Uterine fibroids are benign growths in the lining of the uterus. Millions of women have these noncancerous growths in their uterus, which may cause discomfort. According to the Mayo Clinic, as many as three in four women will experience uterine fibroid tumors. Fibroids can cause weight gain, which may be due to the underlying hormonal imbalances or the size of the fibroid. Losing weight may relieve uterine fibroids, according to Marcy E. Holmes, a nurse practitioner at the Women to Women Health Care Center in Yarmouth, Maine. With effort and medical treatment, you can overcome the challenge of losing weight with fibroids.
Fibroid Weight Gain
Although uterine fibroids can be painless and cause no symptoms, discomfort is also common. Uterine fibroids can cause weight gain, especially in the abdomen. Large fibroids may cause enough abdominal swelling to be mistaken for pregnancy. Other symptoms associated with uterine fibroids include heavy and prolonged menstrual bleeding, pelvic pressure or pain, frequent urination and constipation.
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Treatments and Weight Loss
Uterine fibroids are caused by a hormone imbalance. The hormones involved in a woman's menstrual cycle cause fibroids to grow, which makes it likely that women of reproductive age and those taking postmenopausal hormone replacement will experience them. Estrogen and progesterone stimulate fibroid growth. Birth control pills may suppress the hormones that cause fibroids, stopping further fibroid growth. Your doctor may perform surgery to remove your fibroids. If your fibroids were large, you may lose weight after they are removed.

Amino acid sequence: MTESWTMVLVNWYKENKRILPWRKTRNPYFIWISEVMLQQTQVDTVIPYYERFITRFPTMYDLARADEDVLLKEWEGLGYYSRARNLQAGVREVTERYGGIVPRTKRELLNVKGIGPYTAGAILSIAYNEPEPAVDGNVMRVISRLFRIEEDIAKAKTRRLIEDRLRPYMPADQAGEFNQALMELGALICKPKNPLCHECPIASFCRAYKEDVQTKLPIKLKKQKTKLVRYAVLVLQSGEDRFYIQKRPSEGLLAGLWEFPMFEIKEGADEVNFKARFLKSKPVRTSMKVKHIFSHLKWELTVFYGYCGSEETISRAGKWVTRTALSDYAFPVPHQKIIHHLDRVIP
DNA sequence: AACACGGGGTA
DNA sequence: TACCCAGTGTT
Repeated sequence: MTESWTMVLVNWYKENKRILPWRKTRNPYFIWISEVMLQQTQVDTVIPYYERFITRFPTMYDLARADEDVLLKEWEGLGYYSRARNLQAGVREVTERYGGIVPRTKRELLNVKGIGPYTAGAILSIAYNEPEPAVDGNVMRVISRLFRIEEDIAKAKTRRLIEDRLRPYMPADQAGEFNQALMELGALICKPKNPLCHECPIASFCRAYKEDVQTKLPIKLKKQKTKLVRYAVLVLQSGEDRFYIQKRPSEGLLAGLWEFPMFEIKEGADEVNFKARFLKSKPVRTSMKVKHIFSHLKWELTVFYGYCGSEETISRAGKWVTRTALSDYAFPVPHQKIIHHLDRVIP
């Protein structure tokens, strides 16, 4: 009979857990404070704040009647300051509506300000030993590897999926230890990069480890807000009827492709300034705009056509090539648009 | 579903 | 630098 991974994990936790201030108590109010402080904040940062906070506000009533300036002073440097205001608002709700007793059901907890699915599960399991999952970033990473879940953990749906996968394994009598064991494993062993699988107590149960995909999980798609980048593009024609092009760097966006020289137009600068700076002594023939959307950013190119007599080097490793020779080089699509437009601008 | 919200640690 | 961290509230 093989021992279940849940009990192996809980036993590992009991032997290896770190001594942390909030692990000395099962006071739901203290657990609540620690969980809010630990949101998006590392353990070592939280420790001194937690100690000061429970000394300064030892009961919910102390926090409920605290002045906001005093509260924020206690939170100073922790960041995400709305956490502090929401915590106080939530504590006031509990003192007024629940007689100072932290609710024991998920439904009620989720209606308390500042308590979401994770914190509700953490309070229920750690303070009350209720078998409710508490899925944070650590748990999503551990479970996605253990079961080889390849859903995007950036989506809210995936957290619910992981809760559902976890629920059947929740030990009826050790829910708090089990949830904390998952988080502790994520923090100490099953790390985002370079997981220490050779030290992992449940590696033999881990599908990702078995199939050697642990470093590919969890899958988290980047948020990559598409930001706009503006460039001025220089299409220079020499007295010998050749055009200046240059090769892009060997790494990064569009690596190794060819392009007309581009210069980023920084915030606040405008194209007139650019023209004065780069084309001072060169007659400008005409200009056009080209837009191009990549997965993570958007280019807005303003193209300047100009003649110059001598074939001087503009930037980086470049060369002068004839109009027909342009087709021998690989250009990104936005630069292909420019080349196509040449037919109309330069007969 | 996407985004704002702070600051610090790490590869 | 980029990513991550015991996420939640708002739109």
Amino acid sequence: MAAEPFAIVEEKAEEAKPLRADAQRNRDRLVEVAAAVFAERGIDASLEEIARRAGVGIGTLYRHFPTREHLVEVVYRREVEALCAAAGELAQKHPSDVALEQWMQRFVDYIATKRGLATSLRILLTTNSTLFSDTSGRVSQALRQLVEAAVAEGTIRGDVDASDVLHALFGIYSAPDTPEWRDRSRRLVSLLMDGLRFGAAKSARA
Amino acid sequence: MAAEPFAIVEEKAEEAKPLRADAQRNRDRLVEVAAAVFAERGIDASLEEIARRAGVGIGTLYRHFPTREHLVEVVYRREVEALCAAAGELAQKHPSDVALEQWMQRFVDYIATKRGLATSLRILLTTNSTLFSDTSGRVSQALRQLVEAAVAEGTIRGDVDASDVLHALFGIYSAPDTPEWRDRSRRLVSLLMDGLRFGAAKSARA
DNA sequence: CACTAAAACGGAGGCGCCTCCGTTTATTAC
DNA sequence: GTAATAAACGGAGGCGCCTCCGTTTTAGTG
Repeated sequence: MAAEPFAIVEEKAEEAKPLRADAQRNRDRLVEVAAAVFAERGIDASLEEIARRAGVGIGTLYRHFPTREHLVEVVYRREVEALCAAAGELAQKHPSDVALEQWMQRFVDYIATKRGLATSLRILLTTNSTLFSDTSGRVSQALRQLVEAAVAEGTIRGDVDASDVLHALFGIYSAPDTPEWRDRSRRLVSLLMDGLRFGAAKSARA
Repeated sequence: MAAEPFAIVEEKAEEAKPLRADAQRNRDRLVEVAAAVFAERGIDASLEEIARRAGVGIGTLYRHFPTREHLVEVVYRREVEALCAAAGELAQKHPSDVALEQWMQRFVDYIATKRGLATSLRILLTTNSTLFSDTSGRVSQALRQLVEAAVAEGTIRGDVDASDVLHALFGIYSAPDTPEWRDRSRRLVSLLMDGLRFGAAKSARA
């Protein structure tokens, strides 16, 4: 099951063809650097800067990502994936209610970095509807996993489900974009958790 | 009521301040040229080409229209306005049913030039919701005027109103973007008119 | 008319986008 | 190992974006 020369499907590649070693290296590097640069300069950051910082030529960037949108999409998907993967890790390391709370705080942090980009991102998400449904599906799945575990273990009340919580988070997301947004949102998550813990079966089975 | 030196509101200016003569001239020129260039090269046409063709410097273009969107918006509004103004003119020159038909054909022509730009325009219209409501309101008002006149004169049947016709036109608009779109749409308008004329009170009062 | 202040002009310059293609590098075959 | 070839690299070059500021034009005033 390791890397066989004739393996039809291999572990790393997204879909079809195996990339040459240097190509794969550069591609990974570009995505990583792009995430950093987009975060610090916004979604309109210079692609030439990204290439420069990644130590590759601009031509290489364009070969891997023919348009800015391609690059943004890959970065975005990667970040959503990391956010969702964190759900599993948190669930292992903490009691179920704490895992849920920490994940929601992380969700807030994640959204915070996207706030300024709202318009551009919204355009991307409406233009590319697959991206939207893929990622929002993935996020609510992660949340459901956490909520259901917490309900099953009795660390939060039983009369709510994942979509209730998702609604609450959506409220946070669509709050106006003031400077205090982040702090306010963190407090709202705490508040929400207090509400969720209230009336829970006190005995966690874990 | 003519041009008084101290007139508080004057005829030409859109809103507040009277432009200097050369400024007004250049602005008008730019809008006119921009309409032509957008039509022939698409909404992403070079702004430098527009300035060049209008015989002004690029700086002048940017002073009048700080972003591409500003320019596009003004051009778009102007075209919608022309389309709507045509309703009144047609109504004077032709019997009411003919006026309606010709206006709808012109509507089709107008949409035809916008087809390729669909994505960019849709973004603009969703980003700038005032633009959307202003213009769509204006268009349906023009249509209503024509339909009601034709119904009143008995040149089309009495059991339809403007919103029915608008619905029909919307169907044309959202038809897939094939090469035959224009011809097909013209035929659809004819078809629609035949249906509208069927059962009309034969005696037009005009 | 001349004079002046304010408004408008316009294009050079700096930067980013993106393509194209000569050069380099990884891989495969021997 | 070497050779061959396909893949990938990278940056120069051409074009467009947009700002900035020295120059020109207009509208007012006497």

Diet and Exercise
Diet and exercise can also help you lose weight gained as a result of uterine fibroids. Cut 500 to 1,000 calories daily to lose one to two pounds per week. Eat a well-balanced diet of fruits, vegetables, whole grains, lean meats and low-fat dairy. Engage in moderate intensity aerobic exercise for at least 30 minutes on most days of the week. The Women to Women Health Center recommends avoiding foods grown with pesticides and artificial growth hormones, which contain xenoestrogens that may contribute to uterine fibroids.
Contact your doctor if fibroids cause pain or symptoms so intense that they interfere with your daily life. See your doctor if you have extremely heavy menstrual bleeding, which may lead to anemia. Constant pelvic pain or pain with intercourse also are reasons to seek medical attention.